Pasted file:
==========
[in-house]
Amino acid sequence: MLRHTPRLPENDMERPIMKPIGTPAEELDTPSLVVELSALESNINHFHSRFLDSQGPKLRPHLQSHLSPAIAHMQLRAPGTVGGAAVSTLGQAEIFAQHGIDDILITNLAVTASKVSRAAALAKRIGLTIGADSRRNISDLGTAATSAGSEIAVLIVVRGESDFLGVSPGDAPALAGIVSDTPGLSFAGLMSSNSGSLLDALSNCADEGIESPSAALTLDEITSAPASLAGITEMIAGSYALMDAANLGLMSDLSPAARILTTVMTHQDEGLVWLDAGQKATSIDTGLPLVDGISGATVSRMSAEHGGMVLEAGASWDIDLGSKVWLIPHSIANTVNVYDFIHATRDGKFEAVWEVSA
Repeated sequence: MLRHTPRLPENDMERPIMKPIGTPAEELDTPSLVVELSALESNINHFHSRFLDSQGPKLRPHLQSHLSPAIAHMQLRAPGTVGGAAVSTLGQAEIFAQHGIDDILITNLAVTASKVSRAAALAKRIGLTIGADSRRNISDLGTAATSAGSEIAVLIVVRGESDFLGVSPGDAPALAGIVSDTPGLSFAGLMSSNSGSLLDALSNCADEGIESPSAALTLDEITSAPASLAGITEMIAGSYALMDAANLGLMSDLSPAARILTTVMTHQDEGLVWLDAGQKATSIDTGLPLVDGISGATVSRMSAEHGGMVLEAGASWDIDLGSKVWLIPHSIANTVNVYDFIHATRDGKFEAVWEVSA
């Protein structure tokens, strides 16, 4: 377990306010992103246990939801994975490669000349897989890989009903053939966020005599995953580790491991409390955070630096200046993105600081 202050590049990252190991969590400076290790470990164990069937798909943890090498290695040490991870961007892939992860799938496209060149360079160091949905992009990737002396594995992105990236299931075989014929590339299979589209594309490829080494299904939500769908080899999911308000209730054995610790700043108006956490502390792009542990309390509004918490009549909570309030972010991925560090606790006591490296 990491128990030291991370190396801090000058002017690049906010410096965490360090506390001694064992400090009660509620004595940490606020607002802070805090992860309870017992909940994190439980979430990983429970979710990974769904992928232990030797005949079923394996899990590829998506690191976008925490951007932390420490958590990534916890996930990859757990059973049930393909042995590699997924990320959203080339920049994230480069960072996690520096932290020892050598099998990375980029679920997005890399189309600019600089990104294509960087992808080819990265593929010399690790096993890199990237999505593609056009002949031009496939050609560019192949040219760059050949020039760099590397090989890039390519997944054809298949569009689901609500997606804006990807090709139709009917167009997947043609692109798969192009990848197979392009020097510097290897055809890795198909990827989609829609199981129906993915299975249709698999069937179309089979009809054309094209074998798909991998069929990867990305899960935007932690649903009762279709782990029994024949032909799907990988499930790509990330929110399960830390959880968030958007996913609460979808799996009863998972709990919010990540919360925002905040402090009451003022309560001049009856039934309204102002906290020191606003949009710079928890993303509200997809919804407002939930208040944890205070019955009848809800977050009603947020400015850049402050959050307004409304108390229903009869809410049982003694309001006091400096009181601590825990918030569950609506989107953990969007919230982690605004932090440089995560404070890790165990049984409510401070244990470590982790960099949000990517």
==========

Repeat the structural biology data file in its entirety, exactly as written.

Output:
[in-house]
Amino acid sequence: MLRHTPRLPENDMERPIMKPIGTPAEELDTPSLVVELSALESNINHFHSRFLDSQGPKLRPHLQSHLSPAIAHMQLRAPGTVGGAAVSTLGQAEIFAQHGIDDILITNLAVTASKVSRAAALAKRIGLTIGADSRRNISDLGTAATSAGSEIAVLIVVRGESDFLGVSPGDAPALAGIVSDTPGLSFAGLMSSNSGSLLDALSNCADEGIESPSAALTLDEITSAPASLAGITEMIAGSYALMDAANLGLMSDLSPAARILTTVMTHQDEGLVWLDAGQKATSIDTGLPLVDGISGATVSRMSAEHGGMVLEAGASWDIDLGSKVWLIPHSIANTVNVYDFIHATRDGKFEAVWEVSA
Repeated sequence: MLRHTPRLPENDMERPIMKPIGTPAEELDTPSLVVELSALESNINHFHSRFLDSQGPKLRPHLQSHLSPAIAHMQLRAPGTVGGAAVSTLGQAEIFAQHGIDDILITNLAVTASKVSRAAALAKRIGLTIGADSRRNISDLGTAATSAGSEIAVLIVVRGESDFLGVSPGDAPALAGIVSDTPGLSFAGLMSSNSGSLLDALSNCADEGIESPSAALTLDEITSAPASLAGITEMIAGSYALMDAANLGLMSDLSPAARILTTVMTHQDEGLVWLDAGQKATSIDTGLPLVDGISGATVSRMSAEHGGMVLEAGASWDIDLGSKVWLIPHSIANTVNVYDFIHATRDGKFEAVWEVSA
């Protein structure tokens, strides 16, 4: 377990306010992103246990939801994975490669000349897989890989009903053939966020005599995953580790491991409390955070630096200046993105600081 202050590049990252190991969590400076290790470990164990069937798909943890090498290695040490991870961007892939992860799938496209060149360079160091949905992009990737002396594995992105990236299931075989014929590339299979589209594309490829080494299904939500769908080899999911308000209730054995610790700043108006956490502390792009542990309390509004918490009549909570309030972010991925560090606790006591490296 990491128990030291991370190396801090000058002017690049906010410096965490360090506390001694064992400090009660509620004595940490606020607002802070805090992860309870017992909940994190439980979430990983429970979710990974769904992928232990030797005949079923394996899990590829998506690191976008925490951007932390420490958590990534916890996930990859757990059973049930393909042995590699997924990320959203080339920049994230480069960072996690520096932290020892050598099998990375980029679920997005890399189309600019600089990104294509960087992808080819990265593929010399690790096993890199990237999505593609056009002949031009496939050609560019192949040219760059050949020039760099590397090989890039390519997944054809298949569009689901609500997606804006990807090709139709009917167009997947043609692109798969192009990848197979392009020097510097290897055809890795198909990827989609829609199981129906993915299975249709698999069937179309089979009809054309094209074998798909991998069929990867990305899960935007932690649903009762279709782990029994024949032909799907990988499930790509990330929110399960830390959880968030958007996913609460979808799996009863998972709990919010990540919360925002905040402090009451003022309560001049009856039934309204102002906290020191606003949009710079928890993303509200997809919804407002939930208040944890205070019955009848809800977050009603947020400015850049402050959050307004409304108390229903009869809410049982003694309001006091400096009181601590825990918030569950609506989107953990969007919230982690605004932090440089995560404070890790165990049984409510401070244990470590982790960099949000990517």